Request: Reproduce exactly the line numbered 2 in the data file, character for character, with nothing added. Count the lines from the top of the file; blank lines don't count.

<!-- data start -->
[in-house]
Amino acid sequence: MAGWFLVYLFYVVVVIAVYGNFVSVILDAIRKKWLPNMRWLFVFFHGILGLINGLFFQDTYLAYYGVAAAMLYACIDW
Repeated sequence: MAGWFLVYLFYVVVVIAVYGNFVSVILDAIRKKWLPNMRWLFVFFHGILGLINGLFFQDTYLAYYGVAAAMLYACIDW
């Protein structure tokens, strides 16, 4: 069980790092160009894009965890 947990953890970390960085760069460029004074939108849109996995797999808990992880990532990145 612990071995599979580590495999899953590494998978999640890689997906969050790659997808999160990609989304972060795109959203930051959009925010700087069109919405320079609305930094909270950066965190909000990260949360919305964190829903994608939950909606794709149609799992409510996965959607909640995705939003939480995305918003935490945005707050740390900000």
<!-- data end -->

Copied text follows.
Amino acid sequence: MAGWFLVYLFYVVVVIAVYGNFVSVILDAIRKKWLPNMRWLFVFFHGILGLINGLFFQDTYLAYYGVAAAMLYACIDW